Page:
With your pouch in the closed position, place your sides where they will sit and make marks on the leather which correspond with the eyelets on the seatbelt.
Make 6 marks at the back of the pouch, but 7 on the front of the pouch, this will be for attaching the pieces together.
When all your eyelet locations are transferred to the leather pouch, you can go ahead and move to the next step.
Step 7: Cutting Belt Loop
In between your eyelet marks, you need to cut 2 parallel lines into your leather to make the belt loop.
Measure the width of your belt and make the cuts between 5mm and 7mm longer than the width of your belt to allow for the thickness of the leather.
I made my belt loop 12mm wide, do not make it less than 10mm wide for a large multitool or you run the risk of it tearing off.
Step 8: Punching Holes in the Leather.
Punch out your holes where you marked them, I used the punch which came with the press stud kit but you can use any hole punch you have available, making sure it is the right width for your paracord.
Now weave a length of paracord through the holes in your leather and your seatbelt webbing, "Sewing" the two pieces together.
On the back of the pouch, tie a simple overhand stopper knot and trim the end of the cord, melting it so there is no fraying.
Make sure the knot is on the outside of the pouch, starting with the 6-hole back side of the pouch, weave the cord in and out like a shoelace through the holes until you reach the top.
Tie another overhand stopper knot but when you tie it, work it along the cord so it sits tightly against the leather, cut the end off and melt it again to prevent fraying.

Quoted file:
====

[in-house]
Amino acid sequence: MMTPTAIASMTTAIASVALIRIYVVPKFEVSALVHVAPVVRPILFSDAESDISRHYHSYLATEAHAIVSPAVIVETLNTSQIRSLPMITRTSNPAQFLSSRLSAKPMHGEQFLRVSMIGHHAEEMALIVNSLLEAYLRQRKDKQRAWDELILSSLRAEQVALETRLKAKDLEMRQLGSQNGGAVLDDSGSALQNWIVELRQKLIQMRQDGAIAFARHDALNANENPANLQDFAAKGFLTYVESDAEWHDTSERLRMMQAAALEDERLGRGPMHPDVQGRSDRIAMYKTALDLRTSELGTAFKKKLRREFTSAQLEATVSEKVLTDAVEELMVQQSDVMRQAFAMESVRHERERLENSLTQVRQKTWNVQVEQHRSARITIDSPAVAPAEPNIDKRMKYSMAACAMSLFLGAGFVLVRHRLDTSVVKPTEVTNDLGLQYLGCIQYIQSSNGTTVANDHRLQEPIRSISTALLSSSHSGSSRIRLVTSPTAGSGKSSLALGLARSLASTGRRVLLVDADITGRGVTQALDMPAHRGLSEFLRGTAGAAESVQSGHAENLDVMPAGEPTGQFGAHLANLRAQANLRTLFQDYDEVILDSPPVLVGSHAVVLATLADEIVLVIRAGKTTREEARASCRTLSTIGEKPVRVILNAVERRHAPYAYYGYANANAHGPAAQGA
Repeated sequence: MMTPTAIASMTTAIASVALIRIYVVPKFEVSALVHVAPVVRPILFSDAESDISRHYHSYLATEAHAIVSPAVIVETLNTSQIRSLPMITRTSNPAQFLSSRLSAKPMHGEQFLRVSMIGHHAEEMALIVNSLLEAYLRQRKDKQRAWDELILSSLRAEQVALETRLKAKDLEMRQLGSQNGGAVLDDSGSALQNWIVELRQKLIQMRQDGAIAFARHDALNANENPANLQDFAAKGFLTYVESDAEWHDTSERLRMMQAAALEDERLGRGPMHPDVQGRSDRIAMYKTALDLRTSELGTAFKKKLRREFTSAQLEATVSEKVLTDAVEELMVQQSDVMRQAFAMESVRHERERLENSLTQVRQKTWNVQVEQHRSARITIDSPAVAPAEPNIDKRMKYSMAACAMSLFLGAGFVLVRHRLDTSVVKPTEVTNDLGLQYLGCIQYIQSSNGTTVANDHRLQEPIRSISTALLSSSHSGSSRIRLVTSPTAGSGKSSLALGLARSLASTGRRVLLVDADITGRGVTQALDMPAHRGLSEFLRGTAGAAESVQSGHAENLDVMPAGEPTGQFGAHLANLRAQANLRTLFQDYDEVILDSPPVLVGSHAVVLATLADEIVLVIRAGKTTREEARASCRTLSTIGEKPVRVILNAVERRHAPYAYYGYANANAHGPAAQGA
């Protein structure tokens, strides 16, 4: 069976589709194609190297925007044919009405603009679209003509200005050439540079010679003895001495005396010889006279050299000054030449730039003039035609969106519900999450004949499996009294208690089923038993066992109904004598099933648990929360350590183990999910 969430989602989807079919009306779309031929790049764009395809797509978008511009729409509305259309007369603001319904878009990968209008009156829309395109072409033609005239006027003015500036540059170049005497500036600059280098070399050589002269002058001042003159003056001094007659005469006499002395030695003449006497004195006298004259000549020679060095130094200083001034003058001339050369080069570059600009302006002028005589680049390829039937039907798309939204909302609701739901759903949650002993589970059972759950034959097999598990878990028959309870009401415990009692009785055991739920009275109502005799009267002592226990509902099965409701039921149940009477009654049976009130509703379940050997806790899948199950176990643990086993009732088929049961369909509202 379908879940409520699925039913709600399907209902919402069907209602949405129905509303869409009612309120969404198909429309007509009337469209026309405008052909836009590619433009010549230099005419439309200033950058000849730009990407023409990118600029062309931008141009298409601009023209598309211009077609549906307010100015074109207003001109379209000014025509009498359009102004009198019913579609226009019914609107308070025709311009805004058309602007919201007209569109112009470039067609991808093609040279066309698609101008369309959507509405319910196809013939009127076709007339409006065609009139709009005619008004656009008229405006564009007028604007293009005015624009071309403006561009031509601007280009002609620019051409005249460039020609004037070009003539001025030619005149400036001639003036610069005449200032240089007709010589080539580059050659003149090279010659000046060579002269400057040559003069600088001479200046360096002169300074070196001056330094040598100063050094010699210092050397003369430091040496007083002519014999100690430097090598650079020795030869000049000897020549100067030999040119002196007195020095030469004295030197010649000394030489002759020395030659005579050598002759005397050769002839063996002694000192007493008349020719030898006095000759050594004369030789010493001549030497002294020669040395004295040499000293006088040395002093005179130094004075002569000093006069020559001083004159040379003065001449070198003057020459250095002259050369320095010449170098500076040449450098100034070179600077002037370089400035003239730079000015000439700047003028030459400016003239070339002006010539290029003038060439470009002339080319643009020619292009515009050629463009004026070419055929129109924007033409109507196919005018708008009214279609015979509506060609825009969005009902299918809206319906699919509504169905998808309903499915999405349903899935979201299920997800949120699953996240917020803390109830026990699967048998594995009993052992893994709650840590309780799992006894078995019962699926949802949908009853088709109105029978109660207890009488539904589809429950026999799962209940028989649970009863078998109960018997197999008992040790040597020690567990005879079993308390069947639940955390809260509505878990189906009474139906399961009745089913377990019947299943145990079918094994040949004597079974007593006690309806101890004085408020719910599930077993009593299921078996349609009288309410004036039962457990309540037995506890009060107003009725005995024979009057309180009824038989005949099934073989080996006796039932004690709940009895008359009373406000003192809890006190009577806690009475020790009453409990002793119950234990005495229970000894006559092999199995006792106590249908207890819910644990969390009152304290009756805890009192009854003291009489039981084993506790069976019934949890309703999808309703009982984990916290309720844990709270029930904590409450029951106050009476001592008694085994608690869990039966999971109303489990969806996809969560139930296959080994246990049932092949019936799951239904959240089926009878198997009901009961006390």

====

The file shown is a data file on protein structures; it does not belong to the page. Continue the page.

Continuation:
I had to skip a hole in my webbing on one side to match the 6 holes the other side had.
Repeat this with the second piece of webbing so it looks like your leather strap has wings.
Make sure all 4 knots on the back of your pouch are tied on the outside, if they are on the inside, they will cause issues when you try and put your multitool into the pouch.
For the front, you will be using the 7 holes, Weave the paracord through the lower holes like a shoelace, with an even amount on each side.
From there, make your way up the holes in the same way you would weave a shoelace, I made two crosses and then went straight on the last 2 holes, you don't have to make the crosses, but I find it looks better and is easier to tighten.
When you get to the top, your ends should be on the inside of the pouch.
Tie an overhand stopper knot in each end, making sure the cord is fully tightened and the webbing is secured well.
Work the stopper knot as far towards the leather as you can and trim the ends, melting each end to prevent fraying.
I used a hot awl to cut through the ends, I found my scissors were blunted too much after cutting the seatbelt webbing...
Step 9: Finished!
Now you are done!!!
You have successfully made your own multitool pouch, go ahead and give it a test!
I have been using my pouch for the last month and have had no issues with it whatsoever, I work in a rough environment with heavy machinery and I use my multitool everyday - so my pouch sees a lot of use.
If you make your own pouch, please share a picture of it in the comments :)
Thankyou for reading the whole way through these instructions, they were fun to write and I hope they can be of use to somebody.